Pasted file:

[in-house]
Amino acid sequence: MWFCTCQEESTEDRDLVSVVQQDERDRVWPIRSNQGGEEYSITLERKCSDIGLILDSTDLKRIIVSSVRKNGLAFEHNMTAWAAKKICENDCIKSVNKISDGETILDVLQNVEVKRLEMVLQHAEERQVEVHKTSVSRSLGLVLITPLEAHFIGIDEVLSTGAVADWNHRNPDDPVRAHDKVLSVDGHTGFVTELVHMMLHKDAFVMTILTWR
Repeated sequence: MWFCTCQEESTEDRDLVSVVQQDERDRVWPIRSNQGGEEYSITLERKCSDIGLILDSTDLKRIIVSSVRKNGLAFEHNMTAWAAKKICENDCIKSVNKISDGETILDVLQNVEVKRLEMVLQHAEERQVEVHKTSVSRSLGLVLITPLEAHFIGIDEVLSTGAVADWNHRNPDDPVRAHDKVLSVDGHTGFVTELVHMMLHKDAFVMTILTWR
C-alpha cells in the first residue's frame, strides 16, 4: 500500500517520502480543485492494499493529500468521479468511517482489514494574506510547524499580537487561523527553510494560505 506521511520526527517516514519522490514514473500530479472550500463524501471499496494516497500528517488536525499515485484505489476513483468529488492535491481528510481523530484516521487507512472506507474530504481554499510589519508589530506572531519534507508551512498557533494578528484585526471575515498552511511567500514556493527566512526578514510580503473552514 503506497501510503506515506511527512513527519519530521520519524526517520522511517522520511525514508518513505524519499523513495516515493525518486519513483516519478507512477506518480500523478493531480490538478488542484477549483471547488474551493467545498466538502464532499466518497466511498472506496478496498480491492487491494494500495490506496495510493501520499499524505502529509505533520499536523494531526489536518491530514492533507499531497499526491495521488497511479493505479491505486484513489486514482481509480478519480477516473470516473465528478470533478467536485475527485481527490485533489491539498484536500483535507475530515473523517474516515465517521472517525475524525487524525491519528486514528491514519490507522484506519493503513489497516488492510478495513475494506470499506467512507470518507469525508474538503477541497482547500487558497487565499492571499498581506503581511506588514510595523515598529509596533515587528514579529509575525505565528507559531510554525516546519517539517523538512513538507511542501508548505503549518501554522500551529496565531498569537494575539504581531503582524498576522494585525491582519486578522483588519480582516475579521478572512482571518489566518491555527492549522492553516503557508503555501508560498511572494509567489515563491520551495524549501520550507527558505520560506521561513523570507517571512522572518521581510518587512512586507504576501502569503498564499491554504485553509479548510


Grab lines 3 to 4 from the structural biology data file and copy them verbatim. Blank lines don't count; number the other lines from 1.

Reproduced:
Repeated sequence: MWFCTCQEESTEDRDLVSVVQQDERDRVWPIRSNQGGEEYSITLERKCSDIGLILDSTDLKRIIVSSVRKNGLAFEHNMTAWAAKKICENDCIKSVNKISDGETILDVLQNVEVKRLEMVLQHAEERQVEVHKTSVSRSLGLVLITPLEAHFIGIDEVLSTGAVADWNHRNPDDPVRAHDKVLSVDGHTGFVTELVHMMLHKDAFVMTILTWR
C-alpha cells in the first residue's frame, strides 16, 4: 500500500517520502480543485492494499493529500468521479468511517482489514494574506510547524499580537487561523527553510494560505 506521511520526527517516514519522490514514473500530479472550500463524501471499496494516497500528517488536525499515485484505489476513483468529488492535491481528510481523530484516521487507512472506507474530504481554499510589519508589530506572531519534507508551512498557533494578528484585526471575515498552511511567500514556493527566512526578514510580503473552514 503506497501510503506515506511527512513527519519530521520519524526517520522511517522520511525514508518513505524519499523513495516515493525518486519513483516519478507512477506518480500523478493531480490538478488542484477549483471547488474551493467545498466538502464532499466518497466511498472506496478496498480491492487491494494500495490506496495510493501520499499524505502529509505533520499536523494531526489536518491530514492533507499531497499526491495521488497511479493505479491505486484513489486514482481509480478519480477516473470516473465528478470533478467536485475527485481527490485533489491539498484536500483535507475530515473523517474516515465517521472517525475524525487524525491519528486514528491514519490507522484506519493503513489497516488492510478495513475494506470499506467512507470518507469525508474538503477541497482547500487558497487565499492571499498581506503581511506588514510595523515598529509596533515587528514579529509575525505565528507559531510554525516546519517539517523538512513538507511542501508548505503549518501554522500551529496565531498569537494575539504581531503582524498576522494585525491582519486578522483588519480582516475579521478572512482571518489566518491555527492549522492553516503557508503555501508560498511572494509567489515563491520551495524549501520550507527558505520560506521561513523570507517571512522572518521581510518587512512586507504576501502569503498564499491554504485553509479548510